At the hotel in Memphis, somehow we were chosen as the Guests of the Day, and so we got our own special parking space and two little goody bags. Apparently it was a very esteemed position, because everyone kept congratulating us and giving us little gifts. I think the power went to my sister's head, who repeatedly asked other guests to kneel before her and lick the mud off of her shoes.

At one point we were in the elevator with a guy who was holding an enormous hunk of meat in his hands. As we ascended the next six floors in silence, he slurped it and chewed on it vigorously. When he noticed us staring at him in awe, he withdrew from it for a moment and said, "Good ol' turkey leg." He took another furious bite and then added, "I sold my soul to the devil for barbecue and don't regret it." It was a very strange experience.

Upon arriving home yesterday, I started having back problems again. Remember how that happened on the exact same day last year after returning from our trip to Texas? I couldn't stand up for three hours, and my family finally had to wheel me out of the hotel to the car on a borrowed luggage cart. Is that not weird that it happened on the exact same day?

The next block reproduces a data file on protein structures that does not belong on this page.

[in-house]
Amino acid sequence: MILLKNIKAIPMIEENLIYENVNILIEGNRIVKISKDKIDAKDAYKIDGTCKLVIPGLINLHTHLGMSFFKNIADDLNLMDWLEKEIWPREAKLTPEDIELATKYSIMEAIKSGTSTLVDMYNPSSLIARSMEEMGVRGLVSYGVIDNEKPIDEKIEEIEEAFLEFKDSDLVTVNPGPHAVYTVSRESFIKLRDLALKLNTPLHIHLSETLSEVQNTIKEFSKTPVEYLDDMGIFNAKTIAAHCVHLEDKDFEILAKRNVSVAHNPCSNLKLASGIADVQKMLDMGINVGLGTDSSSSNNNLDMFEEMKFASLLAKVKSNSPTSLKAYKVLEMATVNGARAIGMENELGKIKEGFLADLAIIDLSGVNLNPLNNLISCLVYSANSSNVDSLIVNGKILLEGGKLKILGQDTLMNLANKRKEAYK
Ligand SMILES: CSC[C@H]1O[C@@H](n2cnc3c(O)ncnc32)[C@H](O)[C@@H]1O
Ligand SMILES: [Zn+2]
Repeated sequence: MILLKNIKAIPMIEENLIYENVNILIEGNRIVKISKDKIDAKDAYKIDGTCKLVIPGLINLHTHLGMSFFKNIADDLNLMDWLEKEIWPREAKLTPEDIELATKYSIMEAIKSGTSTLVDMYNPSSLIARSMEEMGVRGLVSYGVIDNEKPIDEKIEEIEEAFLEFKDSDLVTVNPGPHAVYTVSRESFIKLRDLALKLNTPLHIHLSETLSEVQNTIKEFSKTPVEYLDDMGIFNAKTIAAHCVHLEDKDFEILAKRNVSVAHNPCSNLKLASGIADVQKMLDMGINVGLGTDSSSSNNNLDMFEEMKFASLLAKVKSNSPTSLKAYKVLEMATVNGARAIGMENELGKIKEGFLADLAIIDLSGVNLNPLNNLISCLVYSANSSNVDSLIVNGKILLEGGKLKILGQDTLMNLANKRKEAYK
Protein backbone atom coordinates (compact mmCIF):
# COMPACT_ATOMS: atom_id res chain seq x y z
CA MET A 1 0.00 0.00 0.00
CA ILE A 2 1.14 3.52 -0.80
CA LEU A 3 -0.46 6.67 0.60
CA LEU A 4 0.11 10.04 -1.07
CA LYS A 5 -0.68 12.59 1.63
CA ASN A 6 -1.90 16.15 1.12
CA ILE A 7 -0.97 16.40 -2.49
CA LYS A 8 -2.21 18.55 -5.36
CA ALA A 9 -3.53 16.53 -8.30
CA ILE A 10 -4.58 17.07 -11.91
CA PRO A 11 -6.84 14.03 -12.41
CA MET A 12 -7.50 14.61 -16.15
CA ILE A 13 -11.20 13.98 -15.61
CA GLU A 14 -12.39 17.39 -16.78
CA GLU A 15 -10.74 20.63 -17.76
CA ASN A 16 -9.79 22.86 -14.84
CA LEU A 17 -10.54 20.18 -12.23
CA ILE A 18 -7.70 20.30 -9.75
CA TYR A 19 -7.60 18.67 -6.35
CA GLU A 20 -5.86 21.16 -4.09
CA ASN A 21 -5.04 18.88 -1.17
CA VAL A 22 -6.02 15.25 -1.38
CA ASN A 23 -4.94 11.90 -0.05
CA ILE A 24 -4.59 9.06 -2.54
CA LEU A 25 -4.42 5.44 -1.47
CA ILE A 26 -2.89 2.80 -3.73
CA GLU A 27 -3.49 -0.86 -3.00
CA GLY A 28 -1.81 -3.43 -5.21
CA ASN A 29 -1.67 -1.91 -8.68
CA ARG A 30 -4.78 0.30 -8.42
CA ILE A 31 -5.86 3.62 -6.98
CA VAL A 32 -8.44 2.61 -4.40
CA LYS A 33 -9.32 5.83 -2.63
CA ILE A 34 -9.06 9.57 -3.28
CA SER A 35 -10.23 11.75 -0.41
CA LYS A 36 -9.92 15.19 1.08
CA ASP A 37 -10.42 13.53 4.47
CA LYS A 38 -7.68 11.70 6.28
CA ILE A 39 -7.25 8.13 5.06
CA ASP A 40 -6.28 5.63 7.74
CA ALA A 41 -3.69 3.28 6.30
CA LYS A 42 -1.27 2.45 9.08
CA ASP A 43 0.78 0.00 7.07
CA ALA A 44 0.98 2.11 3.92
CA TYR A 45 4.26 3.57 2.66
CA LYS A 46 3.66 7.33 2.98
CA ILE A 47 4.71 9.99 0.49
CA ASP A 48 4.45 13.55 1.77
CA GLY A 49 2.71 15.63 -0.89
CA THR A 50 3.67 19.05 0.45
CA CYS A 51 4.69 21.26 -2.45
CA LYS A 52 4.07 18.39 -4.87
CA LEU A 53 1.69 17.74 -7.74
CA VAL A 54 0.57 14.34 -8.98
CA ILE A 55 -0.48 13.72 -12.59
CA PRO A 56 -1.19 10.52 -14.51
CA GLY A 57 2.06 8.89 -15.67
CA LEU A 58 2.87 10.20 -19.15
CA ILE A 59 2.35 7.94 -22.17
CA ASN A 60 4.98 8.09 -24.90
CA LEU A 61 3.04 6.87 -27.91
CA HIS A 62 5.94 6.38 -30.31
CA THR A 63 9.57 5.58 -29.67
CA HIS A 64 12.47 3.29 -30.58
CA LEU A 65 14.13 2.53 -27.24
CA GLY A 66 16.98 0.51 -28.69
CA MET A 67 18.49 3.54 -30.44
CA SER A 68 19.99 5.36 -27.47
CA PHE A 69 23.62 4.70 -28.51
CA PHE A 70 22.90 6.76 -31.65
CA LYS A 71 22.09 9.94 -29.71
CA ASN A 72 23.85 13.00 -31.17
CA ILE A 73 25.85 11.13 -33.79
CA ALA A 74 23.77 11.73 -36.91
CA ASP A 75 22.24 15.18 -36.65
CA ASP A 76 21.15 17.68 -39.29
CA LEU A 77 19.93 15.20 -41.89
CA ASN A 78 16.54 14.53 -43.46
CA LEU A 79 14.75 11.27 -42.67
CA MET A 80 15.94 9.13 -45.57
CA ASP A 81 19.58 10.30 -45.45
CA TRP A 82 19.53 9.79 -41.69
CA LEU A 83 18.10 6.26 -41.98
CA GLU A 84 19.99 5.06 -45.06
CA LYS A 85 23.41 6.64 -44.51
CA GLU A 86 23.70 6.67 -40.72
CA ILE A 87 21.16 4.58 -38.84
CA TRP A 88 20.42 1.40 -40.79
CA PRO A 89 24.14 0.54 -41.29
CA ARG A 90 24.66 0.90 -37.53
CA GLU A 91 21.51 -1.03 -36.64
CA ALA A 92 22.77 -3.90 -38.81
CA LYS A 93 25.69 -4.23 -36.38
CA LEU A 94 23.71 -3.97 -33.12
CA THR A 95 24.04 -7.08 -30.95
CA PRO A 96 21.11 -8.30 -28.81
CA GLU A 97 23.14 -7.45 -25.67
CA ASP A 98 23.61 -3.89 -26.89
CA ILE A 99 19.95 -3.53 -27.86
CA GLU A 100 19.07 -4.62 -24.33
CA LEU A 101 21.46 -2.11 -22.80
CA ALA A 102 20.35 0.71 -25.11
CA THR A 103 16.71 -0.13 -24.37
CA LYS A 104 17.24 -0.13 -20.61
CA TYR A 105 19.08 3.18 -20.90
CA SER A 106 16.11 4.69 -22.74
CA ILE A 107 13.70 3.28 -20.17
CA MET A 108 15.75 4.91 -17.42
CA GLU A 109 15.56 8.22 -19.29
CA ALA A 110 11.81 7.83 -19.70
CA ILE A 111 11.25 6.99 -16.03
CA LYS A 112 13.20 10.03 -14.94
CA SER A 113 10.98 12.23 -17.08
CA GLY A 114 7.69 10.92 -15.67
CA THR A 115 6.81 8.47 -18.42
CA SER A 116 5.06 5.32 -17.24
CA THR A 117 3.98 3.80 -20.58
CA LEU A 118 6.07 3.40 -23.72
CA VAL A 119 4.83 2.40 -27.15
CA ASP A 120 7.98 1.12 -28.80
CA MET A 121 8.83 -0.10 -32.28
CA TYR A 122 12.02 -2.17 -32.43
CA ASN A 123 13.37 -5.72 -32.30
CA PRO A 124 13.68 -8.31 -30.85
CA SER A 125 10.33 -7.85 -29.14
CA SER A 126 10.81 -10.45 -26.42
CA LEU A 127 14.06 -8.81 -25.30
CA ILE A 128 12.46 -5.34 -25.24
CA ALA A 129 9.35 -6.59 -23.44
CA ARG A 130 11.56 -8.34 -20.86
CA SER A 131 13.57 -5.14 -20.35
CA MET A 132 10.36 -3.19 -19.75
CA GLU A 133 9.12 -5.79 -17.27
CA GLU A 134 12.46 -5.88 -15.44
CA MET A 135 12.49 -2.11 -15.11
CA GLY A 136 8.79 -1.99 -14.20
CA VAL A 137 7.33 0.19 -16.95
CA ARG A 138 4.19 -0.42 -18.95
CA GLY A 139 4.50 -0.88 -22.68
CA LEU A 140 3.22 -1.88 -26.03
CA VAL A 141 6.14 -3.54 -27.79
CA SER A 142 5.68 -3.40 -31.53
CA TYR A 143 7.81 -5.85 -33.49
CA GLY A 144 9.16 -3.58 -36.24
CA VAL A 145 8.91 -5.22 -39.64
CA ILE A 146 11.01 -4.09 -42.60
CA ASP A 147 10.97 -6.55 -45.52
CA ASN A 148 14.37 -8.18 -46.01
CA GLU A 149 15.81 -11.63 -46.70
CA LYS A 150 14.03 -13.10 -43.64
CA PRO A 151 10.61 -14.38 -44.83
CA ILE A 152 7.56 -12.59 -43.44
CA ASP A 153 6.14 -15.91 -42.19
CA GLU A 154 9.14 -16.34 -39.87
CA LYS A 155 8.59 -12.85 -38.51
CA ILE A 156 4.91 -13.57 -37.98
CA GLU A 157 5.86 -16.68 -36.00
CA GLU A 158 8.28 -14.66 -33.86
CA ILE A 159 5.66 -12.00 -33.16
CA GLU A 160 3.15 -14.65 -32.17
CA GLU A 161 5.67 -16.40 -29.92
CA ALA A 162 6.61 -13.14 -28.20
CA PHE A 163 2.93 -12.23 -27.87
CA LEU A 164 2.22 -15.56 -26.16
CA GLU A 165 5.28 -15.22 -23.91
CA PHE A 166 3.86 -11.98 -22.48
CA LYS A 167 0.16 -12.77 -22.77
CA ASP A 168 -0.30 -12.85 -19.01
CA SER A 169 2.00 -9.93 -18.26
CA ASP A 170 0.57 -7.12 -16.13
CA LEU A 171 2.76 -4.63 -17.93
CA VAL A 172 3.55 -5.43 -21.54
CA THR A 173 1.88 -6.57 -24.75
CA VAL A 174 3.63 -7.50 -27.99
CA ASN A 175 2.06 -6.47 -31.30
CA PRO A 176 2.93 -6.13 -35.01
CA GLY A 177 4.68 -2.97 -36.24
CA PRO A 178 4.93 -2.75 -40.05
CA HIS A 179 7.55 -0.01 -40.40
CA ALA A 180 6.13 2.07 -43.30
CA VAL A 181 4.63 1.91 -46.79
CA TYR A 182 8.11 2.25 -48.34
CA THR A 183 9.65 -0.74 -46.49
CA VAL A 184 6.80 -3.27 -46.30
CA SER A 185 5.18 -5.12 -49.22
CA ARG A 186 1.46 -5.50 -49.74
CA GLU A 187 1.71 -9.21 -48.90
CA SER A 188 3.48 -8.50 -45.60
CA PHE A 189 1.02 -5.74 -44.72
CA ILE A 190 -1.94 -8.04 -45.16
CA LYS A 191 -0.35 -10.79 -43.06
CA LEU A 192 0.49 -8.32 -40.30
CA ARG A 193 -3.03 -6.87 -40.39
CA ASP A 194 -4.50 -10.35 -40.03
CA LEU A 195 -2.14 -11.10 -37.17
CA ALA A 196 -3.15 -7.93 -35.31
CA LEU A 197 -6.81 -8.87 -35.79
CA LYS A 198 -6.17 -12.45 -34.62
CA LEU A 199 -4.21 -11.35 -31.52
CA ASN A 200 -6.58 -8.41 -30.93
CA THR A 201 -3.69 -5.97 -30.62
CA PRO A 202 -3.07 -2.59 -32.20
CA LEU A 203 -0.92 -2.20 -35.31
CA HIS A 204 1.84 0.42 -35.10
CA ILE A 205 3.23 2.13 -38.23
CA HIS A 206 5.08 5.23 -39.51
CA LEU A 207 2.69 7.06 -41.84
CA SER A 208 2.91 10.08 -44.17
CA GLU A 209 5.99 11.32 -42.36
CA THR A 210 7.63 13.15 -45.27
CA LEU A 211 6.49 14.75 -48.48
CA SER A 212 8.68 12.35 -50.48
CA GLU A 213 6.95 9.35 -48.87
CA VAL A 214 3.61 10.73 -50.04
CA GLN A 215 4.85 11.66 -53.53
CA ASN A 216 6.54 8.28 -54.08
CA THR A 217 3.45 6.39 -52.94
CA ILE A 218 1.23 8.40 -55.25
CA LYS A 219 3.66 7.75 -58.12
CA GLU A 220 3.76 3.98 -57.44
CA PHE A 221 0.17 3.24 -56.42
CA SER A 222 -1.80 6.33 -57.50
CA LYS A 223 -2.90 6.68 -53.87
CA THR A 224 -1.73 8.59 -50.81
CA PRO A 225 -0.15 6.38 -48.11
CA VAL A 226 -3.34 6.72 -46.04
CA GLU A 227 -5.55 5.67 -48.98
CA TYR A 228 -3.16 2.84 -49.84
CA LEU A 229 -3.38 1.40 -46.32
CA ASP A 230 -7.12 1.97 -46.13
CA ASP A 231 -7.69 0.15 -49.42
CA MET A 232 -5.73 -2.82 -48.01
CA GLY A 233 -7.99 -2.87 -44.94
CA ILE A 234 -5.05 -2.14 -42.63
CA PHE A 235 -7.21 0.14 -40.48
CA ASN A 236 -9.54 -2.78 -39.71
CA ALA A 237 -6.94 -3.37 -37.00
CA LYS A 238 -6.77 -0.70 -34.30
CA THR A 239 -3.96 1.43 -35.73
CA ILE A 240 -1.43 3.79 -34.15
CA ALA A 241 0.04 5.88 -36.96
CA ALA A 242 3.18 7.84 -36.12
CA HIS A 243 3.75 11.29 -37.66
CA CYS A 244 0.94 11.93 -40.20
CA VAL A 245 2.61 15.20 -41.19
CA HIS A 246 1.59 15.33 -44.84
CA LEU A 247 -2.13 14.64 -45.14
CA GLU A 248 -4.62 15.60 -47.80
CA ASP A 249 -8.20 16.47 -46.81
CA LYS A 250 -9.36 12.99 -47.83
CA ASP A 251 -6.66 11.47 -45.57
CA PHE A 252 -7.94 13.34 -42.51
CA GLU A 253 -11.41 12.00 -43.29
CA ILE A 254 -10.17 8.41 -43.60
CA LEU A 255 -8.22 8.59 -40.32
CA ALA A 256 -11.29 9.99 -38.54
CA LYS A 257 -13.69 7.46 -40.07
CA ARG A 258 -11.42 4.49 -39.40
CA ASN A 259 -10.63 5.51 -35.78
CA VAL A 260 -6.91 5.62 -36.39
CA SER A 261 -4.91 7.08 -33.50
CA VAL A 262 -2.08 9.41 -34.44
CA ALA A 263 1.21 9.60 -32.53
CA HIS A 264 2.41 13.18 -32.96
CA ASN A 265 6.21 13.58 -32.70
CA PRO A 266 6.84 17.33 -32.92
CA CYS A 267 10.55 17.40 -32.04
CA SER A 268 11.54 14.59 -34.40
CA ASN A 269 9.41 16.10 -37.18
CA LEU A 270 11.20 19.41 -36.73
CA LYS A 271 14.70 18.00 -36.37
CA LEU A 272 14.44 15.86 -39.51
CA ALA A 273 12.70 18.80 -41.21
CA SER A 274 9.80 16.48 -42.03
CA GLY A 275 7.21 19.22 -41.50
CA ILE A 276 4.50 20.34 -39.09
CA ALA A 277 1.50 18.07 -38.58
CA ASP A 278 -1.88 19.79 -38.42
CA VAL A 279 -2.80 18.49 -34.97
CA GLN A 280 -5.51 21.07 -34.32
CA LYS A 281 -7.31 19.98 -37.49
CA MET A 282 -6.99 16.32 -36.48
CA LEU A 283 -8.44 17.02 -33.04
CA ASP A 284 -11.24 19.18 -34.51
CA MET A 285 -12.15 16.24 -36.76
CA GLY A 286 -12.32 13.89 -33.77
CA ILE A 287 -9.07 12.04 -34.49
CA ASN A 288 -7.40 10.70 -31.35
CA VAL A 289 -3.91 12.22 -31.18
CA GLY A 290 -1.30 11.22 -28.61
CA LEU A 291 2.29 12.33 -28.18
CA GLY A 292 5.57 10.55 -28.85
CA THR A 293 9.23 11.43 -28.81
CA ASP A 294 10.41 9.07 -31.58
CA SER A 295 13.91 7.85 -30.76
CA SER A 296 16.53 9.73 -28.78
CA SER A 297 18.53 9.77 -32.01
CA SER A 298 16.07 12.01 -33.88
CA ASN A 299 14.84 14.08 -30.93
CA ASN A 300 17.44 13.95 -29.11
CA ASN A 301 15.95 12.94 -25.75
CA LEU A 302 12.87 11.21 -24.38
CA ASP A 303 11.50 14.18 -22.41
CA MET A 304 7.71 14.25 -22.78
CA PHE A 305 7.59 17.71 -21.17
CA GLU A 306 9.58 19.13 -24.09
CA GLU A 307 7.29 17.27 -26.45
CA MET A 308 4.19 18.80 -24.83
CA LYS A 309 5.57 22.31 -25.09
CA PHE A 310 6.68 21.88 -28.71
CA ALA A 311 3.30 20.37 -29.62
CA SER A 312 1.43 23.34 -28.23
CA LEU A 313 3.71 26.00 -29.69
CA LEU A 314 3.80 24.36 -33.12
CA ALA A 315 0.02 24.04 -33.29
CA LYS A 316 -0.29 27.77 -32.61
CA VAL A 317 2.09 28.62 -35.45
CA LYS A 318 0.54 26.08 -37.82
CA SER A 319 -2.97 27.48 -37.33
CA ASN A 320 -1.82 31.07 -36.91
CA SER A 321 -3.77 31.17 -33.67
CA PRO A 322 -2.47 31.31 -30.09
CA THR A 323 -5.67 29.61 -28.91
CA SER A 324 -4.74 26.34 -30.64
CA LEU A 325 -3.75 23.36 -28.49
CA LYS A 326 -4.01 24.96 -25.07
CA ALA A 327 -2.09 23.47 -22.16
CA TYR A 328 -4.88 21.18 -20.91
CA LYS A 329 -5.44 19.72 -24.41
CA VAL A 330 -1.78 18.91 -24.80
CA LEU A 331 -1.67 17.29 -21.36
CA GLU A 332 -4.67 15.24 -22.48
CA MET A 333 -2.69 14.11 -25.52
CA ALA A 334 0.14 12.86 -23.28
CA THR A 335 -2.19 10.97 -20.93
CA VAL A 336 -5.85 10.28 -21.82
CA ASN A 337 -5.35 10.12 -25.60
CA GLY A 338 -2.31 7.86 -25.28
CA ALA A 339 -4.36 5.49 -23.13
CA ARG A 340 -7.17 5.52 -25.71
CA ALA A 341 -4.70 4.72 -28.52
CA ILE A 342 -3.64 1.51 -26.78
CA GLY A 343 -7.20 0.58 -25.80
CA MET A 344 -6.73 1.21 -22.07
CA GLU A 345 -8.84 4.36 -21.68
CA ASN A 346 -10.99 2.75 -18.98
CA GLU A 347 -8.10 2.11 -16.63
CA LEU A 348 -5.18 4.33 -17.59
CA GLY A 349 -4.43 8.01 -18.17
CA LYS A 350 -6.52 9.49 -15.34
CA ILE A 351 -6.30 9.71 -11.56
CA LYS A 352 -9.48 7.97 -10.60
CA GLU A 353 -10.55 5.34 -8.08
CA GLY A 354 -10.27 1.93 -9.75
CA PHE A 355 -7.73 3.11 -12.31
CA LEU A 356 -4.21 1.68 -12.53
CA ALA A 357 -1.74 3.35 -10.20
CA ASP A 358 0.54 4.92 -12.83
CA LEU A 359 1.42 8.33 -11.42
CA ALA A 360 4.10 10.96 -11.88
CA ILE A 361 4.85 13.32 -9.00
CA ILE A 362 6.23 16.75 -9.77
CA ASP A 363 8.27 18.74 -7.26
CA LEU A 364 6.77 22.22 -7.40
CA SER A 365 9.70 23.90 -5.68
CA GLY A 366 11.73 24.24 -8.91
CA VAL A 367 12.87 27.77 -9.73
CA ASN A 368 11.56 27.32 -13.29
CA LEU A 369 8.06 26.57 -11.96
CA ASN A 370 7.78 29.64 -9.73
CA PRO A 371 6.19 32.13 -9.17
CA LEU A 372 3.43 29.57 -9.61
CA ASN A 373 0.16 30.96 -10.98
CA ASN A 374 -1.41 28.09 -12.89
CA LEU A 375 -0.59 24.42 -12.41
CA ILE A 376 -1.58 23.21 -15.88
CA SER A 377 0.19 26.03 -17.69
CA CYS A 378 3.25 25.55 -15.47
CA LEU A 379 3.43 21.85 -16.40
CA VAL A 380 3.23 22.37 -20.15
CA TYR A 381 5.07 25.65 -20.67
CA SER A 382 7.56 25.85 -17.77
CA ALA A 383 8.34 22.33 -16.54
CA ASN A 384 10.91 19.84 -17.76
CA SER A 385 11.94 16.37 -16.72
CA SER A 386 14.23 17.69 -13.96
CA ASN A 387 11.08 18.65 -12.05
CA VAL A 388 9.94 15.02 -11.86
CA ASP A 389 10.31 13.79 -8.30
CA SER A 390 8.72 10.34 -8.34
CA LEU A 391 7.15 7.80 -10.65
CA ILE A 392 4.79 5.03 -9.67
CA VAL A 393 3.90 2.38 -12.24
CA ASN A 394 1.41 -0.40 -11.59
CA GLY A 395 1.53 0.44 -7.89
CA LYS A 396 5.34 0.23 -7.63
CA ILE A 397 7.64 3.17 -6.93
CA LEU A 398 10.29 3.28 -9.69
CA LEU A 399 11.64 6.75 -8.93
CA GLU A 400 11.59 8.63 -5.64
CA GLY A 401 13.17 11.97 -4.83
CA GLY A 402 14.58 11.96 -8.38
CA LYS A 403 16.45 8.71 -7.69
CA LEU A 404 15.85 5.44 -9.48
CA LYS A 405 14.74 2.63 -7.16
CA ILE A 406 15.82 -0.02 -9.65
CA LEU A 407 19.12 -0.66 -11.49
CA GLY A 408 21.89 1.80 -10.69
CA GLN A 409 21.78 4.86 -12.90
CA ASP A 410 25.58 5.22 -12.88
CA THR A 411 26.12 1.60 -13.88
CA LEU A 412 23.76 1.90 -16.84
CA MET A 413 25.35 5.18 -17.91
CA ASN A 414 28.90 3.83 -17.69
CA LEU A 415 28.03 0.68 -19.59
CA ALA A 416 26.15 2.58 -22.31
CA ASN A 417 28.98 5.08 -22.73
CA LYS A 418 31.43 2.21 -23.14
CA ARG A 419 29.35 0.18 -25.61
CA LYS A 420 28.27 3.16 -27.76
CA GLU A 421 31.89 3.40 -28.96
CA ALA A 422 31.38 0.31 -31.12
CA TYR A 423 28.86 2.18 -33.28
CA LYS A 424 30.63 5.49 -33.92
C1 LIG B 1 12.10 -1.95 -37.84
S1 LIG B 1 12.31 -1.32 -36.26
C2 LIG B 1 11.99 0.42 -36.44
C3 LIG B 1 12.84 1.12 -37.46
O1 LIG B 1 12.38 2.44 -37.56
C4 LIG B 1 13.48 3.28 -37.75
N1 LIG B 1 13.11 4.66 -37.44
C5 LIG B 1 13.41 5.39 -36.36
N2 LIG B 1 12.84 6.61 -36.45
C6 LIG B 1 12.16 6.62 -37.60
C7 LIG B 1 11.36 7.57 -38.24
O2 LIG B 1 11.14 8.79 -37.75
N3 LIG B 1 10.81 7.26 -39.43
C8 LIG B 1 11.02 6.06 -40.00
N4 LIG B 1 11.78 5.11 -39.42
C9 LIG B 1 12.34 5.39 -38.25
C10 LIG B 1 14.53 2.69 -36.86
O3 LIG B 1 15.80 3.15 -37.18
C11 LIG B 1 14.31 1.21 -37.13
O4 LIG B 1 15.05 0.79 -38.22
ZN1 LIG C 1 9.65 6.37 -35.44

If you think that's weird, then listen to this. When we got home and were eating dinner, my dad--who had stayed in Atlanta throughout the trip working at the elementary school where he's headmaster--told us that he had an awful story with a happy ending. Lucky, one of our two cats, which aren't allowed to leave the house, escaped through the door one day and didn't come back. Dad was horrified and e-mailed the neighbors, put signs up all over the neighborhood, and called nearly all of the vets in Atlanta. The first one he called, he said, didn't pick up, but he got a call from him. The vet, he said, told him that he couldn't possibly not return the call, because my dad's voice sounded so pathetic.

Dad didn't tell us about it, and he was beginning to think that he would have to flee to Canada to escape the wrath of his family when we returned home. Finally, though, he got a call from a neighbor that said they had found our cat, Lucky, and he could come and pick him up.

The reason they found the cat, they said, was because their dog started growling and pawing at the screen door in the middle of the night. When they went to see what was wrong, they saw that he was staring at a cat in the backyard: our cat.

That dog was the reason that we found our missing cat--whose name is Lucky. I think it's also important to mention that coincidentally, the name of the dog was also Lucky.

This is the reason I still believe in God.

That Blond Guy